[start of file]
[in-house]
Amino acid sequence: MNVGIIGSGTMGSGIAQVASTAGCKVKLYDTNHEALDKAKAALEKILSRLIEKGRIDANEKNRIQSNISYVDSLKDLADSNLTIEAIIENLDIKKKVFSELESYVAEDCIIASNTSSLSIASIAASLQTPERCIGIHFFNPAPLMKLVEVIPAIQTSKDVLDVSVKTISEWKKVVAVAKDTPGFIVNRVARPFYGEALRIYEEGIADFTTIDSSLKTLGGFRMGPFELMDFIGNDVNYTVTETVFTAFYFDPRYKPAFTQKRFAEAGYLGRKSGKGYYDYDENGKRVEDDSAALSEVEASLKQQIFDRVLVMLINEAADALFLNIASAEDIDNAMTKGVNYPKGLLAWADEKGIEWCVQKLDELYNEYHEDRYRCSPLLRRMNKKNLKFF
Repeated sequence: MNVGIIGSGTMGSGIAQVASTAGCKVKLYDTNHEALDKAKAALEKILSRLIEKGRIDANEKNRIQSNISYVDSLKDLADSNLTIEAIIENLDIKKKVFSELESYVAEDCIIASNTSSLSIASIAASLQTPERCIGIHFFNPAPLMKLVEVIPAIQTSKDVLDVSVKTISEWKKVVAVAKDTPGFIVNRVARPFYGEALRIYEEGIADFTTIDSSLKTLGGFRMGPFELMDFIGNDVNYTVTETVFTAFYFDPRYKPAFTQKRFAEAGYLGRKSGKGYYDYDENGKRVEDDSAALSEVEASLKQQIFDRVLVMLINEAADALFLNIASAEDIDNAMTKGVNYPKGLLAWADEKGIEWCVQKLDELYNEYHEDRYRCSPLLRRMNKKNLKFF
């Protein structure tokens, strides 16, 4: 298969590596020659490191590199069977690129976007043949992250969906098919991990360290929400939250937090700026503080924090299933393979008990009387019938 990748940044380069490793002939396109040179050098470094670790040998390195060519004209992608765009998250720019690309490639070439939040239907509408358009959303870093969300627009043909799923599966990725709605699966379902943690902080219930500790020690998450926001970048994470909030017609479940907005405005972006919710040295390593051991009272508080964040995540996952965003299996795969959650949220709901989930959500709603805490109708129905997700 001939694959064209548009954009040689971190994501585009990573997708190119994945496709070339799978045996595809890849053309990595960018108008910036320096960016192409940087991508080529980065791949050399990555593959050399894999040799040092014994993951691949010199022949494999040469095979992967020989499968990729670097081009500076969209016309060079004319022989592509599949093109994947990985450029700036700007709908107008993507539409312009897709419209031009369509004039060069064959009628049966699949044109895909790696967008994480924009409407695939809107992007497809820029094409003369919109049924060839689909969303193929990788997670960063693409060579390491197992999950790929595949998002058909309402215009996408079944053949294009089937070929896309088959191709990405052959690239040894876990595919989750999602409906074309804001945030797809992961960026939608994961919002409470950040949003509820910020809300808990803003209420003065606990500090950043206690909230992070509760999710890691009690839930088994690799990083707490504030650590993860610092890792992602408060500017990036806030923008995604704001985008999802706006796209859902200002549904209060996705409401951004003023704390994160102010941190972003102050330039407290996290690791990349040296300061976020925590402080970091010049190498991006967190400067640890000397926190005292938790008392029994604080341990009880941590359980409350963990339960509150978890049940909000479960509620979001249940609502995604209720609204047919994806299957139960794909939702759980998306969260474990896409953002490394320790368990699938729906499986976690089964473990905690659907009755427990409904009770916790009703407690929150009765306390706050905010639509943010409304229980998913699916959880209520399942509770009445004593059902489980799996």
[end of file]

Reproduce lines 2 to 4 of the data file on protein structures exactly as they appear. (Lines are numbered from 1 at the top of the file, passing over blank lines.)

Amino acid sequence: MNVGIIGSGTMGSGIAQVASTAGCKVKLYDTNHEALDKAKAALEKILSRLIEKGRIDANEKNRIQSNISYVDSLKDLADSNLTIEAIIENLDIKKKVFSELESYVAEDCIIASNTSSLSIASIAASLQTPERCIGIHFFNPAPLMKLVEVIPAIQTSKDVLDVSVKTISEWKKVVAVAKDTPGFIVNRVARPFYGEALRIYEEGIADFTTIDSSLKTLGGFRMGPFELMDFIGNDVNYTVTETVFTAFYFDPRYKPAFTQKRFAEAGYLGRKSGKGYYDYDENGKRVEDDSAALSEVEASLKQQIFDRVLVMLINEAADALFLNIASAEDIDNAMTKGVNYPKGLLAWADEKGIEWCVQKLDELYNEYHEDRYRCSPLLRRMNKKNLKFF
Repeated sequence: MNVGIIGSGTMGSGIAQVASTAGCKVKLYDTNHEALDKAKAALEKILSRLIEKGRIDANEKNRIQSNISYVDSLKDLADSNLTIEAIIENLDIKKKVFSELESYVAEDCIIASNTSSLSIASIAASLQTPERCIGIHFFNPAPLMKLVEVIPAIQTSKDVLDVSVKTISEWKKVVAVAKDTPGFIVNRVARPFYGEALRIYEEGIADFTTIDSSLKTLGGFRMGPFELMDFIGNDVNYTVTETVFTAFYFDPRYKPAFTQKRFAEAGYLGRKSGKGYYDYDENGKRVEDDSAALSEVEASLKQQIFDRVLVMLINEAADALFLNIASAEDIDNAMTKGVNYPKGLLAWADEKGIEWCVQKLDELYNEYHEDRYRCSPLLRRMNKKNLKFF
């Protein structure tokens, strides 16, 4: 298969590596020659490191590199069977690129976007043949992250969906098919991990360290929400939250937090700026503080924090299933393979008990009387019938 990748940044380069490793002939396109040179050098470094670790040998390195060519004209992608765009998250720019690309490639070439939040239907509408358009959303870093969300627009043909799923599966990725709605699966379902943690902080219930500790020690998450926001970048994470909030017609479940907005405005972006919710040295390593051991009272508080964040995540996952965003299996795969959650949220709901989930959500709603805490109708129905997700 001939694959064209548009954009040689971190994501585009990573997708190119994945496709070339799978045996595809890849053309990595960018108008910036320096960016192409940087991508080529980065791949050399990555593959050399894999040799040092014994993951691949010199022949494999040469095979992967020989499968990729670097081009500076969209016309060079004319022989592509599949093109994947990985450029700036700007709908107008993507539409312009897709419209031009369509004039060069064959009628049966699949044109895909790696967008994480924009409407695939809107992007497809820029094409003369919109049924060839689909969303193929990788997670960063693409060579390491197992999950790929595949998002058909309402215009996408079944053949294009089937070929896309088959191709990405052959690239040894876990595919989750999602409906074309804001945030797809992961960026939608994961919002409470950040949003509820910020809300808990803003209420003065606990500090950043206690909230992070509760999710890691009690839930088994690799990083707490504030650590993860610092890792992602408060500017990036806030923008995604704001985008999802706006796209859902200002549904209060996705409401951004003023704390994160102010941190972003102050330039407290996290690791990349040296300061976020925590402080970091010049190498991006967190400067640890000397926190005292938790008392029994604080341990009880941590359980409350963990339960509150978890049940909000479960509620979001249940609502995604209720609204047919994806299957139960794909939702759980998306969260474990896409953002490394320790368990699938729906499986976690089964473990905690659907009755427990409904009770916790009703407690929150009765306390706050905010639509943010409304229980998913699916959880209520399942509770009445004593059902489980799996």